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Five Questions with a Chinese Hawaiian Hula Dance Teacher

By Jun 16, 2020 Activities

TELL EVERYONE

Last summer, I went to my first Hula dance class. I was following a WeChat account called “HulaChina (夏威夷文化苑)” for ages, but going to try Hula for myself hadn't really occurred to me. It took a cloudy and humid Shanghai summer day and nationwide travel ban to get me longing for an island escape. That one class made a big impression. Chanting, hand drums, swirling colorful dresses… I don't know how authentic it was, but it was a great time. The lesson was led by Kimo, a professional hula teacher for five years, and probably the first person to teach Hula dance in Shanghai. I asked him about being a Hula dancer, especially a male Hula dancer, a bit about his relationship to the art form, and what it means to him.



SmartShanghai:What is Hula dance?



Hula dance is not dancing in a grass skirt. It’s not a form of entertainment. Hula is an artistic expression for rituals about paying tribute to our ancestors, to Mother Nature. It’s a unity of body, mind, and spirit. It’s a dance about connection. It brings about happiness and healing while you dance. Living in big cities is difficult, it’s easy to feel suffocated and depressed. A lot of people do. When I was dancing in Hawaii, in the woods next to the ocean, I felt connected to nature. That feeling gave me happiness.

I first started Hula dance when I was living in Hawaii in 2009. The first Hula dancer I saw was a girl wearing a dress that looked like a qi pao (旗袍) – it wasn't just pretty to watch, the beauty struck my heart. It felt very special.

SmartShanghai:How is your dance and teaching different from others in Shanghai?



Most people only see beauty in the dance form, the bodily expression, but I focus on its healing potential, the spirituality aspects behind the dance. In another word, the deep connectivity between human beings, with our ancestors and Mother Nature - these are mutual among all. One time I was teaching Hula to a Dutch group. I didn’t know how I could explain it to them, but when I told them it was about "paying tribute to your ancestors," I could see through their eyes the recognition and understanding.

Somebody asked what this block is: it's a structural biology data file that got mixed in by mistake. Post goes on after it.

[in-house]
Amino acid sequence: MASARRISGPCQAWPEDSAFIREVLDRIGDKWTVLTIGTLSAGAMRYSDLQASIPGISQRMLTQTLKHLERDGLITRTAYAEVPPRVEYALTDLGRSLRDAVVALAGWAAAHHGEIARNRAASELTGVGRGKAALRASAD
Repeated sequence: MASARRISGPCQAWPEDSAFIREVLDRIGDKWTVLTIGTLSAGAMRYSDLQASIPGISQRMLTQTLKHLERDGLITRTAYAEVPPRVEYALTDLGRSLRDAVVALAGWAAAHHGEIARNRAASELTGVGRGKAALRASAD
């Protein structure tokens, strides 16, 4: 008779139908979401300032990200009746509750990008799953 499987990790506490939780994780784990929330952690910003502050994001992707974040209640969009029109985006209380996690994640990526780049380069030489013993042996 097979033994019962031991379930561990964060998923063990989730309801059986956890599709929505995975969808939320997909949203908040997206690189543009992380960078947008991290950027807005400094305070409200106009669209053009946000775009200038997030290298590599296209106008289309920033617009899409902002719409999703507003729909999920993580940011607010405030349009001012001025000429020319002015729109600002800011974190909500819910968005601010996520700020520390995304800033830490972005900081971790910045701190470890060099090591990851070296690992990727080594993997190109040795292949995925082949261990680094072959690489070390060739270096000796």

There are compromises of course, but I have tried to keep it simple and close to Hula culture. We have kept many Hawaiian traditions, like opening chanting before classes, and hugging each other as a closing ritual.



SmartShanghai:Hula is often seen as a mainly female dance. How does the fact you are male play into Hula dance?



There's a common misconception that Hula is only for women. In fact, Hula was originally only for men. It was part of the training of traditional Hawaiian martial arts, used to teach soldiers. It slowly opened up to women. In Hawaii, male dancers are usually more prominent. There are many Hawaiian male dancers who have a masculine dancing style, but still very sexy. Hula can be enjoyed by everyone, regardless the gender.

I have a male dance troupe with all my male students now — I think they are very courageous. I didn’t just say with my words that Hula was for male; I dance too. They saw it and got interested. This is how they all started to trust this dance form. Being a male Hula dancer is a strength, not a weakness.